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Lead

heat, oxide, metal, silver, air, red and yellow

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LEAD, is a white metal, of a consider. ably blue tinge, very soft and flexible, not very tenacious, and consequently incapa• ble of being drawn into fine wire, though it is easily extended into thin plates un der the hammer. Its weight is very con. siderable, being rather 5reater than that of silver. Long before ignition, namely, at about the 540th degree of Fahrenhei0 thermometer, it melts ; and then begins to be oxyded, if respirable air be present. In a strong heat it boils, and emits fumes ; during which time, if exposed to the air, its proceeds with considerable rapidity. If melted lead be poured into a box previously rubbed with chalk, to prevent its action on the wood, and be continually agitated, it will concrete into separate grains, of considerable use in various mechanical operations, particu larly that of weighing. Lead is brittle at the time of congelation. In this state it may be broken to pieces with a hammer, and the crystallization of its internal parts will exhibit an arrangement in parallel lines.

This metal, during the progress of heat, first becomes converted into a dusky pow der, which by a continuation of the heat becomes white, yellow, and afterwards of a bright red, inclining to orange colour, called minium, or red lead. The process requires considerable management with regard to the heat and access of air, in the making of red lead. Many days are required for this purpose. If the heat be too great or rapid, the lead becomes con verted into a flaky substance, called litharge ; and a still greater heat converts it into a clear, transparent, yellow glass, which powerfully dissolves and corrodes metallic oxides or earths ; and on this ac count it usually finds its way through the crucibles in a short time. It acts more difficultly on argillaceous than on siliceous earths ; whence it is found that vessels made of clay mixed with broken pottery are preferable to those that are composed of clay and sand. The oxide of lead is a principal ingredient in most of the modern fine white glasses. It is more particularly calculated to form the dense glass, used to correct the aberration arising from colour in those telescopes which are known by the name of achromatic, because it com municates the property of separating the coloured rays from each other in greater angles than obtain in alkaline glasses at equal angles of mean refraction: The imperfection which most considerably af fects this kind of glass is, that its density is seldom uniform throughout. The ir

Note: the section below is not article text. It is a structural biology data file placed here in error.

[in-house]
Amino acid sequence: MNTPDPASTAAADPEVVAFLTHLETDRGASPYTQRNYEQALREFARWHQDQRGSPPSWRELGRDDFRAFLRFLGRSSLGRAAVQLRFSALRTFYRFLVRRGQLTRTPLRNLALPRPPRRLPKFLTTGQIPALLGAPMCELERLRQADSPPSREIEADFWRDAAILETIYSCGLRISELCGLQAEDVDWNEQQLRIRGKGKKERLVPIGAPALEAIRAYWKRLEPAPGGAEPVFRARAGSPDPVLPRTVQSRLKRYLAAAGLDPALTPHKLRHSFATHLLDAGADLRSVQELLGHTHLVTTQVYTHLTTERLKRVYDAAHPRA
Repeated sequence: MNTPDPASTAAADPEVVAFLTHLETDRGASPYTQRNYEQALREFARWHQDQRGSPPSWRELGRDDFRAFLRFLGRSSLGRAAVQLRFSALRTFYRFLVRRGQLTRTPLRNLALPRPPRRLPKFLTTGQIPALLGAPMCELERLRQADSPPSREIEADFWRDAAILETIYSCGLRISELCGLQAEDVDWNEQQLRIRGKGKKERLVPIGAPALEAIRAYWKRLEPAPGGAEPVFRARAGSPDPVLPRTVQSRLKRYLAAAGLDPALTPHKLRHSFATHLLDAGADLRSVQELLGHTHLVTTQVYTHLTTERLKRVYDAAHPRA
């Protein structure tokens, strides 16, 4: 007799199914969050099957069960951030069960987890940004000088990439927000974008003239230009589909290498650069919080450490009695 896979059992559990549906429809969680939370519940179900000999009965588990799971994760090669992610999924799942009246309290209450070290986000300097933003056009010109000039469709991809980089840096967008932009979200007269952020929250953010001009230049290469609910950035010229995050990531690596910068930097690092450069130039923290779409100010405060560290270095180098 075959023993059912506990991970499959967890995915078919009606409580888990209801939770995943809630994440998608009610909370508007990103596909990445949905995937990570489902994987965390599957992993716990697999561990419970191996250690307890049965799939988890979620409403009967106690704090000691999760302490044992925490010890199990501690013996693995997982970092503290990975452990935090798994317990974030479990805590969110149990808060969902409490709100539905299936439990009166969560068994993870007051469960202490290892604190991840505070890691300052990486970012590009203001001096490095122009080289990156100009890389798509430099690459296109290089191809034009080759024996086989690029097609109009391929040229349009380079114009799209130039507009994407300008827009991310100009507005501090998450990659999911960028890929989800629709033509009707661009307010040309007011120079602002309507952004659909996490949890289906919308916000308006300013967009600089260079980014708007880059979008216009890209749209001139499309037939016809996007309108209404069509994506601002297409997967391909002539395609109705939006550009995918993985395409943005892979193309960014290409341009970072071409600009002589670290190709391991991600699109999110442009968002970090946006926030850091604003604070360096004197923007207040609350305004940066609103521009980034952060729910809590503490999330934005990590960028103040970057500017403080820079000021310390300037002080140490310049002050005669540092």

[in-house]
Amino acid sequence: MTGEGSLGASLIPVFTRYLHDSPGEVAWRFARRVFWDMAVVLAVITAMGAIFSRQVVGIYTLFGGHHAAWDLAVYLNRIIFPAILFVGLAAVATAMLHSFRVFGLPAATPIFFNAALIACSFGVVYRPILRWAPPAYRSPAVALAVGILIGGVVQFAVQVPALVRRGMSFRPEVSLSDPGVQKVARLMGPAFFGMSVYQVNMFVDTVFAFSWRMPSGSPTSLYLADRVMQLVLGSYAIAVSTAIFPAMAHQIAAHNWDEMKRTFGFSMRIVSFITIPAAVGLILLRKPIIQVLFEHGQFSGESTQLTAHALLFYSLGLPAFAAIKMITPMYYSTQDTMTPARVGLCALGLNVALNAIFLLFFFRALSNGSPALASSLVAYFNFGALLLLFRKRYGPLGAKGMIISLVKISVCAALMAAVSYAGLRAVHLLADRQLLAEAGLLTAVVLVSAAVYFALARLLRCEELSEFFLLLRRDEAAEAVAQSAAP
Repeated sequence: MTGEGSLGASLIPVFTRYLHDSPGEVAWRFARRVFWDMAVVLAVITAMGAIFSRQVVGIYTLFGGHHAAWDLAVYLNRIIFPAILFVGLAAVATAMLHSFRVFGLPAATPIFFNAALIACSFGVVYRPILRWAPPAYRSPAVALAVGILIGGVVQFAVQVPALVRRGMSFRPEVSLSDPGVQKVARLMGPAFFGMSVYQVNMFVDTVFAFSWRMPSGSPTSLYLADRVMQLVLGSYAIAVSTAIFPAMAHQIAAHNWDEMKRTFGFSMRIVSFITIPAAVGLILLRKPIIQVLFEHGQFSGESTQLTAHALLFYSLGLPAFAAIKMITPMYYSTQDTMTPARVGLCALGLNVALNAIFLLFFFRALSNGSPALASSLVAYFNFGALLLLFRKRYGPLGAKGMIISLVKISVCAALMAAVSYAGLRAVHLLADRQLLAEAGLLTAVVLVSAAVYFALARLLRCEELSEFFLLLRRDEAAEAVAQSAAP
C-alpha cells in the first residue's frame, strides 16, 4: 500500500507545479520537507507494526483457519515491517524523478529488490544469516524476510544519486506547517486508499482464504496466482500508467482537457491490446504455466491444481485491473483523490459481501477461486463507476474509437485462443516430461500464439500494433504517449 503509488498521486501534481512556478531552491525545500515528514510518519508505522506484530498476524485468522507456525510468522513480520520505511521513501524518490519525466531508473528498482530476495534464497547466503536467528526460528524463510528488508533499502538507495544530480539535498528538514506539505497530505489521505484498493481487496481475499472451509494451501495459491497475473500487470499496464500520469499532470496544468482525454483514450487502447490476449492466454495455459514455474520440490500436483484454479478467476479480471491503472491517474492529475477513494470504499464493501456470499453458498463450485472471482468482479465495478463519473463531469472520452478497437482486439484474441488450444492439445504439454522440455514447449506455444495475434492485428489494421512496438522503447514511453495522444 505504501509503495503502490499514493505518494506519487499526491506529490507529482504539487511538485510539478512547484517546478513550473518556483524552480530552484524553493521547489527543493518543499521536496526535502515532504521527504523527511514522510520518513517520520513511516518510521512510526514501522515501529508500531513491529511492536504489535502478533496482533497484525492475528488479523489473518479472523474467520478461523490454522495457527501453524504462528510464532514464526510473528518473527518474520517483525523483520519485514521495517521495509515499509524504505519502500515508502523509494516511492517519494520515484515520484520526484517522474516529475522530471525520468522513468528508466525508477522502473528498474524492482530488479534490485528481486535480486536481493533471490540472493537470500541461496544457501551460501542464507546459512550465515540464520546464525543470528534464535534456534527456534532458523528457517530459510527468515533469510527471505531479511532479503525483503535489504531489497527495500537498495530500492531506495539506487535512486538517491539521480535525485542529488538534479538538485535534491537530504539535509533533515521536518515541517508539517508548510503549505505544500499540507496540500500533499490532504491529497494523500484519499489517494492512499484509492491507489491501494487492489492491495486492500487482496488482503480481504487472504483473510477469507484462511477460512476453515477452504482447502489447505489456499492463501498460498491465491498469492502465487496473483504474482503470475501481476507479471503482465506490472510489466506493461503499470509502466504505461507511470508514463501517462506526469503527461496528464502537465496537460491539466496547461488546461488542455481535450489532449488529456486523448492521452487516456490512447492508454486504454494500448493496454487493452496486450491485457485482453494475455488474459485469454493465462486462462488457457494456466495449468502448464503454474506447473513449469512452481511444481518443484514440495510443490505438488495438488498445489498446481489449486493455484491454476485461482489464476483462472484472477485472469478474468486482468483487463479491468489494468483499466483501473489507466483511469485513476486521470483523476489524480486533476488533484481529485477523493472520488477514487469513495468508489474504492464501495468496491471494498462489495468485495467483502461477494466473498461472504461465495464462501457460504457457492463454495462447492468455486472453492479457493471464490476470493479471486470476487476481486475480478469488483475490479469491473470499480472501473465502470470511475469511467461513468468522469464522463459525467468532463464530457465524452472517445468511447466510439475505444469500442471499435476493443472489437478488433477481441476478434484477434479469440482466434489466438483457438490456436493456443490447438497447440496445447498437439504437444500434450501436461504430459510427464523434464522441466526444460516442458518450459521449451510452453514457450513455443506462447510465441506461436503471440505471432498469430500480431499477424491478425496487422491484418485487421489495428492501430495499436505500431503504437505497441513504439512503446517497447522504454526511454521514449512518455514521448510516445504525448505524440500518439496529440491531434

regularities show themselves in the forms of veins, which greatly disturb the regu lar refraction.

Lead is not much altered by exposure to air or water, though the brightness of its surface, when cut or scraped, very soon goes off It is probable that a thin stratum of oxide is formed on the surface, which defends the rest of the metal from corro sion.

All the oxides of lead are very easily re duced. Minium, when exposed to a strong heat, gives out part of the oxygen it ab sorbed during its oxidation ; but, like the other oxides of this metal, it requires the addition of some combustible substance for its complete revival : a familiar in stance of this revival is seen by exposing the common wafers to the flame of a can dle. The wafers are coloured with minium, which is revived by the heat and inflammable substance of the wafer, so that it falls down in metallic globules.

Lead is found native, though seldom ; and also in the form of an oxide, called native ceruse, or lead ochre, or lead spar, of various colours, red, brown, yellow, green, bluish, and black. These ores, when freed as much as possible from earthy matter, may be dissolved in diluted nitrous acid. Oxide of iron is usually thrown down from the solution by boiling. If the lead he then precipitated by the carbonate of soda, and weighed, 132 grains of the dry precipitate will correspond with 100 grains of lead in the metallic state. If the precipitate be suspected to contain copper, it may be separated by digesting in ammonia. If it be supposed to contain silver and copper, the precipi tate may again be dissolved in nitric acid, and separated by the addition of muriatic acid ; which, combining with the metal, produces the muriates of silver and of lead ; the latter of which, being soluble in thirty times its weight of boiling water, may be washed off, while the silver re mains undissolved ; or the silver, if alone in the precipitate, may be taken up by ammonia, which will leave the oxide of lead of the same value, with regard to weight, as the foregoing.

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